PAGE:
George Stevens Senior Center Celebrates 13 Years


Voice & Viewpoint Contributing Writer
Photos by George Stevens Senior Center & Rochelle Porter

Those who knew him both loved and respected his commitment to the Fourth San Diego City Council District. A formal Deputy Mayor, the late Rev George L Stevens (1932 -2006), was a Baptist Minister, and a leader in the civil rights movement who set the bar high for service in the City of San Diego. Through his activism, he galvanized a politically disenfranchised community and built historic monuments in his district to benefit future generations to come.

Saturday, March 2 the Senior Center named in his honor was the location of a celebration commemorating the 13th anniversary of its establishment as the vision and brain child of Mrs. Rosemary White-Pope, the mother of the late Councilman Charles L. Lewis, who was not only the protégé of Rev. Stevens, but who also succeeded him on the City Council after Rev. Stevens death.

The celebration was co-sponsored by Ground-Up Youth Foundation, which was founded in 1994 as a Lincoln Prep Baseball Foundation, to give support to youth of all ethnicities. The event was also a celebration of the Lincoln, Morse and San Diego High School kids and their coaches who won the California State Football Championships. The event was also to honor the dedication of Lincoln High Hornets own Coaches, David Dunn, a former American NFL football player, Morse High Tigers Coach, Tracy McNair, and San Diego High Schools Cavers Coach, Charles James. All these men are professional ball players who came back to San Diego to give their life to the future youth, and the promotion of college opportunities.

The highlight of the celebration was the introduction of the late Rev. George Stevens to the many who did not know him, through the eyes of his sons and daughter. Eric Stevens shared his story of his father’s journey through higher education with a doctorate degree in theology and a Bachelor’s Degree from San Diego State University. His mission in life was liberation of all people. Son Marcus Stevens, the CEO of the George L. Stevens Youth Foundation, talked about how his dad was the voice of the voiceless and committed to building a better world.

Brother Abdur-Rahim Hameed, community activist and protégé of Rev. Stevens in the fight for jobs and justice, and founder and President of the National Black Contractors Association with 17 chapters in 5 states, presented a “Must See” video on the first 20 years of the NBCA. The video contains historic footage of Rev. George Stevens who gave $1.5 million to the BCA to build the only African American owned and operated National Office and Apprenticeship Training Center. The Program has produced and assisted more than 100 inner-city youth community youth in becoming master builders, contractors and skilled carpenters. Rev Stevens was quoted as once saying “if the elevator doesn’t work, take the stairs” in other words “if you don’t go to college…get a trade, that is also college accredited. Brother Hameed concluded by saying “the life and times of Rev. George L. Stevens is a road map for future generations to come.”

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  1. A well deserved honor.I had the pleasure and privilege of meeting Councilman Steven.In fact he was speaking at my church New Creation.We talked the Sunday he was speaking at New Creation.About two days later he called me and said he left his bible at New Creation and ask me to retrieve his bible and bring it by his office.I was honor that he called me.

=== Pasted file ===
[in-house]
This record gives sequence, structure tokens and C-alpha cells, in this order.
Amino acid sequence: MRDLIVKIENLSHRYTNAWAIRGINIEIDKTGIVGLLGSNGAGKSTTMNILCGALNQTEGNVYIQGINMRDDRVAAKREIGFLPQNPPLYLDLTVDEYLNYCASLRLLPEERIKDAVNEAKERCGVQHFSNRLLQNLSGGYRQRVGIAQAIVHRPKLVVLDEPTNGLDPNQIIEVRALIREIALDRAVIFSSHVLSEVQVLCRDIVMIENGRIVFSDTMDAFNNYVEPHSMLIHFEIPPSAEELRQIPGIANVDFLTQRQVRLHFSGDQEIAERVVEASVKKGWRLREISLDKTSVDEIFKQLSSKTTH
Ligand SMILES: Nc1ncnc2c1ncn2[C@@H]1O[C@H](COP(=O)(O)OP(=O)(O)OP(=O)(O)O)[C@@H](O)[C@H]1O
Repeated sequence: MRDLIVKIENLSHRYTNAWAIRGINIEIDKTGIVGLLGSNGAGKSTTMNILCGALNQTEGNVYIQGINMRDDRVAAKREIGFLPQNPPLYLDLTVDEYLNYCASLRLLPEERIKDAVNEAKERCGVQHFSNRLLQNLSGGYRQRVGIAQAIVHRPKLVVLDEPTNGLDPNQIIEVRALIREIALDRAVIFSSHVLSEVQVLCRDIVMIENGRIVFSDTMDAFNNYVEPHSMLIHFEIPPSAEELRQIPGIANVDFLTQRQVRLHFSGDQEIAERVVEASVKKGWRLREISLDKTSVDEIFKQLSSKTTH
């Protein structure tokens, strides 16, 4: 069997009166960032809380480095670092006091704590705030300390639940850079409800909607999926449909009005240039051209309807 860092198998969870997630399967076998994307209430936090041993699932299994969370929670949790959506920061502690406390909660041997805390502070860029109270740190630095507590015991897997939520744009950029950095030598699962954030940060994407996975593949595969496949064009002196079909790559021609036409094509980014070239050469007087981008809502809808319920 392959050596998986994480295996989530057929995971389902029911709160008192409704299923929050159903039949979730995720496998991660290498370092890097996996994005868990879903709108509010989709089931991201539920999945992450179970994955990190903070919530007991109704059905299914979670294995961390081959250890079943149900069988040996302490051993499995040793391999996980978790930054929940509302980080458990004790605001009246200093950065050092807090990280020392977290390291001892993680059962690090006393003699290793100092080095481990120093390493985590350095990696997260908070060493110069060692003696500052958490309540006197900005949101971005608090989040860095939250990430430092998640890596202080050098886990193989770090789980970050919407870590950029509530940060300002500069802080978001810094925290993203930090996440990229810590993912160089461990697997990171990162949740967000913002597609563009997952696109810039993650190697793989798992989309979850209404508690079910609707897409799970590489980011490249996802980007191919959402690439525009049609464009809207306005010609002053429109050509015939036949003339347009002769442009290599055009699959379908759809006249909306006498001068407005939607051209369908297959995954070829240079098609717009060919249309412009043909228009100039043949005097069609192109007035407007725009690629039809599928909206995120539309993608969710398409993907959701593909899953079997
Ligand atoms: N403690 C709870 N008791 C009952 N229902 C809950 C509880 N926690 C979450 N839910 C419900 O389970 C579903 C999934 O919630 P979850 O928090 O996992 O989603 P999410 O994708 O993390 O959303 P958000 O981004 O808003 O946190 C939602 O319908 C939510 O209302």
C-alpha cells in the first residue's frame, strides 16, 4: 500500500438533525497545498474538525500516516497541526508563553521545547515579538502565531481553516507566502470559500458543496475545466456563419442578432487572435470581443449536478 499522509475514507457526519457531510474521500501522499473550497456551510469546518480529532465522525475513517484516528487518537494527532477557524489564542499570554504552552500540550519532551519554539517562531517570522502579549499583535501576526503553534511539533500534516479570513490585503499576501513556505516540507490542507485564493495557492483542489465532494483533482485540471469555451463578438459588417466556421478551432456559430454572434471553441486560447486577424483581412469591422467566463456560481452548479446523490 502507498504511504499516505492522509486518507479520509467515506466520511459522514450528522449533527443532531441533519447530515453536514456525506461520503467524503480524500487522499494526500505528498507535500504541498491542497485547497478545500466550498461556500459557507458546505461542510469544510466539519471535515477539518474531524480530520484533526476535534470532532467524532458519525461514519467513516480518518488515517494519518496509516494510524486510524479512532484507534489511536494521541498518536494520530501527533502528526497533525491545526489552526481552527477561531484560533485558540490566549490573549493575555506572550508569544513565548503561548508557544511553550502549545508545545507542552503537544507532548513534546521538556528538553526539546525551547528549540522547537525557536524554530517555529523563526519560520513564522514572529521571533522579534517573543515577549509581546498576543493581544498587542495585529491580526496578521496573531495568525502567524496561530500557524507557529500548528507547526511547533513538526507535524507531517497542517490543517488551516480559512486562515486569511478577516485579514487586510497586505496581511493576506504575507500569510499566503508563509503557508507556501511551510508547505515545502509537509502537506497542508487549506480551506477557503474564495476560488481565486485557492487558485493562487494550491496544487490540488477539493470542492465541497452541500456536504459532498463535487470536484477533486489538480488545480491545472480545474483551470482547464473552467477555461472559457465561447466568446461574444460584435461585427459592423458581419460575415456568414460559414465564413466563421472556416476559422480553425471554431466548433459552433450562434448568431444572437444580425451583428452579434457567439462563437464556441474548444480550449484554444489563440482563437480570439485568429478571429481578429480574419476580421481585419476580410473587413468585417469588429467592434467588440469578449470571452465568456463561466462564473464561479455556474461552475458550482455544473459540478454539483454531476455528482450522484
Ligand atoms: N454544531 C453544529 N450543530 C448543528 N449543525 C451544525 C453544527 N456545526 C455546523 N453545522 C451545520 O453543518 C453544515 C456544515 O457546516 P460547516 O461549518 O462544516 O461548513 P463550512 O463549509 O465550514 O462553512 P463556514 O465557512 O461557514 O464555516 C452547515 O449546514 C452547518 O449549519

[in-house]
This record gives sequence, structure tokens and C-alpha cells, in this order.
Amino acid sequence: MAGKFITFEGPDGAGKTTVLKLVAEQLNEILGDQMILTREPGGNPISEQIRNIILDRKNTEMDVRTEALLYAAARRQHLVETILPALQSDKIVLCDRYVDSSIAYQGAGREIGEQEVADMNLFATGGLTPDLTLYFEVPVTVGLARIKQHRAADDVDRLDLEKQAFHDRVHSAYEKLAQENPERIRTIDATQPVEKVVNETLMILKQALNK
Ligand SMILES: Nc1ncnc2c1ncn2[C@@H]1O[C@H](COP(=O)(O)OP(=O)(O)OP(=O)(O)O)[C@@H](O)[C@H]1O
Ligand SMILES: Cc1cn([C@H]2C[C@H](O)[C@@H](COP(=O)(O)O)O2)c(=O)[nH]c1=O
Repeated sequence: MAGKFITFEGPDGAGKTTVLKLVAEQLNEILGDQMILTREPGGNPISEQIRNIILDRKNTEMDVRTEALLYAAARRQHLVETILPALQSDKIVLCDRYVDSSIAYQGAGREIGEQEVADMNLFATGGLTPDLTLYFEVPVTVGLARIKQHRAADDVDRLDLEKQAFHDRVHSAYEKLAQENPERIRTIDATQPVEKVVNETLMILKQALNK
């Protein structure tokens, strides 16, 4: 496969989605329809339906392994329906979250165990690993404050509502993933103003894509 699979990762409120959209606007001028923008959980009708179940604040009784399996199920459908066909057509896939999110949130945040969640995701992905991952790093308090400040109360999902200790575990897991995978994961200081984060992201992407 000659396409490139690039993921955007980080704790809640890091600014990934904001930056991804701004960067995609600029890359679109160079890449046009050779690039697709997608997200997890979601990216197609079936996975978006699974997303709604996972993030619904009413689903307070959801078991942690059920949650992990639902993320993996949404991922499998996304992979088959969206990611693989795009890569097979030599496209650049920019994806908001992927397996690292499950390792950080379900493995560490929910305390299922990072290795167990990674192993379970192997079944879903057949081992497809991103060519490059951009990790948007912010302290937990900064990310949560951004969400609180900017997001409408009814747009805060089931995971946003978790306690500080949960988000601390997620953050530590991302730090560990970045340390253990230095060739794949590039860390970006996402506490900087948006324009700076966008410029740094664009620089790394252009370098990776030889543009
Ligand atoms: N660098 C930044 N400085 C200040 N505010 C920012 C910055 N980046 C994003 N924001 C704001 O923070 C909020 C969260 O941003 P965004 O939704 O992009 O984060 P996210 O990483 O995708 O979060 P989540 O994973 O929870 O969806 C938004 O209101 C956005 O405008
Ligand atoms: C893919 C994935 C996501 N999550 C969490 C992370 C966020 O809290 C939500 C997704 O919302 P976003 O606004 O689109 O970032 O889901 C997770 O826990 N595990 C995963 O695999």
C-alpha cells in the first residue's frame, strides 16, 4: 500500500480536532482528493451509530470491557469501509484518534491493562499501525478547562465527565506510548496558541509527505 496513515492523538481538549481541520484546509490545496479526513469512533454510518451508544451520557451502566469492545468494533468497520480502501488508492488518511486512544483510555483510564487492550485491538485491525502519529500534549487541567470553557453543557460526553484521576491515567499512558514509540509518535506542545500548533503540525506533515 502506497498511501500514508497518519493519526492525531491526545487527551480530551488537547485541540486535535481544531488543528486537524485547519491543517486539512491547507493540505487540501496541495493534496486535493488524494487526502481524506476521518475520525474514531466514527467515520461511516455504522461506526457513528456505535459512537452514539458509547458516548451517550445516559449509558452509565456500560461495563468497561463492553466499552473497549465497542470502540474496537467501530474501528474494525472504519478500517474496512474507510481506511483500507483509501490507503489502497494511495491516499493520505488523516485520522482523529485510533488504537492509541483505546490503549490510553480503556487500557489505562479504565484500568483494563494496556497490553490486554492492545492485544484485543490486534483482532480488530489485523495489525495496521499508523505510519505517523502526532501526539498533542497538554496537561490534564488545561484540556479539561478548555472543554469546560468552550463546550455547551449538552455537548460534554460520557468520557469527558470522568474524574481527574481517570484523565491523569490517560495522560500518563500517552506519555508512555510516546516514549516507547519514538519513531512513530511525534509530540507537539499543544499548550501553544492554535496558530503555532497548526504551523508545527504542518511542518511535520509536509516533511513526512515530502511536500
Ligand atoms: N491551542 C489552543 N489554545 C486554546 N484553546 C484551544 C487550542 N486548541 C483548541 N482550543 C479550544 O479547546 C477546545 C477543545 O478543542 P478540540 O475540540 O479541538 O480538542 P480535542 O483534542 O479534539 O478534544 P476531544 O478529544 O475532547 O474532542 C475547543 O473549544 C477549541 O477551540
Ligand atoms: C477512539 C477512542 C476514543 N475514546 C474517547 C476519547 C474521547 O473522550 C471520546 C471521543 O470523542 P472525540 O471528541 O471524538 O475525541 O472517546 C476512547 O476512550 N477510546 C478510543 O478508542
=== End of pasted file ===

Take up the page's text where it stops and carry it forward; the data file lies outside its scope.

I am writing today to ask the George Steven Senior to help me out.My son Robert Crayton Jr.passed away Jan.25,2017.He was awarded a football scholarship to Utah State.His first year he was redshirted.He played nickle back his second year.Somehow doing the year my son suffered a brain injury.We didnt know about my son had a brain injury until we received a call from the Ogden Utah Police Dept saying they found my son up in a tree talking to himself.They kicked my son out of school and the football team.Instead of giving my son the medical treatment they dumped him on the streets like a piece of garbage.Things went downhill after that.My son did 2 or 3 prison terms in which we dont know why he was in prison.He told us one of his stint he was at the same prison Charles Manson was in
    He was also in prison up near Fresno.His last prison was the prison for the mentally illed in Redland.We tried rescuing him off the streets of Diego.My best friend found him downtown at the Father homeless center and put him on a bus to Oklahoma City.We move to OKC to take care of my mom with her cancer fight.My son must have been on probation because SDPD had Oklahoma sent a police to our house to artest my son and bring him back to Diego.He lived on the street for about a year.All the time he was living on the streets with a brain injury and know treatment.I flew to Diego for his last hearing in which they sentence him to a term at Redland.He stayed with us until he passed away at 42.The statue of limitation has expired to get any legal action taken on his college.I just want to know is how my son ended up with a brain injury and why Utah State didnt give him the medical attentuon he deserved.My son was not one of those so called thugs that they label our young men.My son never got into any trouble.He had a dream of play college football and get a degree.His dream turned into a nightmare for him,me and my wife of 45 years.Any help you can provive us in getting our story told.I know Rev
    Stevens would turn over some tables to get the attention of the media to get my son’s story told.He was a student at Helix High.Thank you.

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